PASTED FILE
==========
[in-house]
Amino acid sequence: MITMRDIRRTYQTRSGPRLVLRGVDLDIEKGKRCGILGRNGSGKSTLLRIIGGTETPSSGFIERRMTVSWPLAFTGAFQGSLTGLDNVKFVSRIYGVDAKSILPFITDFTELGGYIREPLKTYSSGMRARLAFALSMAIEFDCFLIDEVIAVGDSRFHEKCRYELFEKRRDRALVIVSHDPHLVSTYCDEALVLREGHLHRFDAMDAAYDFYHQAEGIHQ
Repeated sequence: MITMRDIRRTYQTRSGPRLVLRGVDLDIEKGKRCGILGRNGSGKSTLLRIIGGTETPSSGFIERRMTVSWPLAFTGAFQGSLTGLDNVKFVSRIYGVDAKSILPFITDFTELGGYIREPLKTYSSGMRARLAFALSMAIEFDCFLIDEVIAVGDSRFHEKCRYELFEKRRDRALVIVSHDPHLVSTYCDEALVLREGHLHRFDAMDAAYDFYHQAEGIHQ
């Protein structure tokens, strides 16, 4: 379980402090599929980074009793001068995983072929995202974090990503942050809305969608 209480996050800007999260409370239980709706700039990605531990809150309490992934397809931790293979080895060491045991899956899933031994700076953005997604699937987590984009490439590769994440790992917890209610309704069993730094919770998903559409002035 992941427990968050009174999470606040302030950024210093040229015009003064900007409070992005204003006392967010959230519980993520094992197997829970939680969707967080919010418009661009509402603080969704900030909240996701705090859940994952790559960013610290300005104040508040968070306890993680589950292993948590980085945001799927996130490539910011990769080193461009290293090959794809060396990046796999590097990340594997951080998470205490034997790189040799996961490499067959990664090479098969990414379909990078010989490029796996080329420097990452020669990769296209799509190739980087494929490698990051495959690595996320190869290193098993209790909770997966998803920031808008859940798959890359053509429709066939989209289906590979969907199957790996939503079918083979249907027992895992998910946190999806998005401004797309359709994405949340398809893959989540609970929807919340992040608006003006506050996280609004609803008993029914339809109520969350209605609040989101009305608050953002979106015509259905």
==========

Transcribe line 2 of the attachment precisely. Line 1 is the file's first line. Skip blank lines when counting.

Amino acid sequence: MITMRDIRRTYQTRSGPRLVLRGVDLDIEKGKRCGILGRNGSGKSTLLRIIGGTETPSSGFIERRMTVSWPLAFTGAFQGSLTGLDNVKFVSRIYGVDAKSILPFITDFTELGGYIREPLKTYSSGMRARLAFALSMAIEFDCFLIDEVIAVGDSRFHEKCRYELFEKRRDRALVIVSHDPHLVSTYCDEALVLREGHLHRFDAMDAAYDFYHQAEGIHQ